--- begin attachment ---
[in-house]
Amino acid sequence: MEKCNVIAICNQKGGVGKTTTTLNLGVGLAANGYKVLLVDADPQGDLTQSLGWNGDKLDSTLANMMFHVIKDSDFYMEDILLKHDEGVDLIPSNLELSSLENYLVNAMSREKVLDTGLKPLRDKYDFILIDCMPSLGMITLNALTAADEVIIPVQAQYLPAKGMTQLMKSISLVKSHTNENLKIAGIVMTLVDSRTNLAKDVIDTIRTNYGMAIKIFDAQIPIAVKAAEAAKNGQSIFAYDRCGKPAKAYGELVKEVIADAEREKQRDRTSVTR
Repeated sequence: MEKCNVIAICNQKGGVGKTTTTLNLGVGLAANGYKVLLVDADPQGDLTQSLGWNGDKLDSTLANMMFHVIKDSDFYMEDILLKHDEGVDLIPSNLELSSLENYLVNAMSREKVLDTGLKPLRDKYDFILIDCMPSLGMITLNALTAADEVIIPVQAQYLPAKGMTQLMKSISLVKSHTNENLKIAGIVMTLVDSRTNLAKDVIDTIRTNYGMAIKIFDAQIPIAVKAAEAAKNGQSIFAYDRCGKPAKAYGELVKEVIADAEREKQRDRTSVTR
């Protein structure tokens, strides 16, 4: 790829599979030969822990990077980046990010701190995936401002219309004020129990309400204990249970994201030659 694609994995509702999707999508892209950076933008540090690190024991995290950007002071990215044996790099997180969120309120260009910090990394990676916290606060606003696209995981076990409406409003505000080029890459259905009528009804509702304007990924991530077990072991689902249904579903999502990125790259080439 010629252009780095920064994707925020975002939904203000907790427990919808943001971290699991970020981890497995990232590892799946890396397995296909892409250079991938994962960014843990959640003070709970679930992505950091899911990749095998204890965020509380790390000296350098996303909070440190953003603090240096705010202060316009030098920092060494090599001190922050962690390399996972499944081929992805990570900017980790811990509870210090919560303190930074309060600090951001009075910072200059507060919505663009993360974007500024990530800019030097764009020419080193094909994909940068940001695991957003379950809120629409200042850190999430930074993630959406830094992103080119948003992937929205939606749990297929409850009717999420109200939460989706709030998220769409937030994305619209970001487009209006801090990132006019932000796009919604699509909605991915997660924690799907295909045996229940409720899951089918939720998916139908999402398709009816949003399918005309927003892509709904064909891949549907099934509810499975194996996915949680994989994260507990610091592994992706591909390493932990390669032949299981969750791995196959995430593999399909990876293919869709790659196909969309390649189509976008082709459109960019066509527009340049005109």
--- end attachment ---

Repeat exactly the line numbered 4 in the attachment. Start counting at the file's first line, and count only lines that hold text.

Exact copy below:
């Protein structure tokens, strides 16, 4: 790829599979030969822990990077980046990010701190995936401002219309004020129990309400204990249970994201030659 694609994995509702999707999508892209950076933008540090690190024991995290950007002071990215044996790099997180969120309120260009910090990394990676916290606060606003696209995981076990409406409003505000080029890459259905009528009804509702304007990924991530077990072991689902249904579903999502990125790259080439 010629252009780095920064994707925020975002939904203000907790427990919808943001971290699991970020981890497995990232590892799946890396397995296909892409250079991938994962960014843990959640003070709970679930992505950091899911990749095998204890965020509380790390000296350098996303909070440190953003603090240096705010202060316009030098920092060494090599001190922050962690390399996972499944081929992805990570900017980790811990509870210090919560303190930074309060600090951001009075910072200059507060919505663009993360974007500024990530800019030097764009020419080193094909994909940068940001695991957003379950809120629409200042850190999430930074993630959406830094992103080119948003992937929205939606749990297929409850009717999420109200939460989706709030998220769409937030994305619209970001487009209006801090990132006019932000796009919604699509909605991915997660924690799907295909045996229940409720899951089918939720998916139908999402398709009816949003399918005309927003892509709904064909891949549907099934509810499975194996996915949680994989994260507990610091592994992706591909390493932990390669032949299981969750791995196959995430593999399909990876293919869709790659196909969309390649189509976008082709459109960019066509527009340049005109």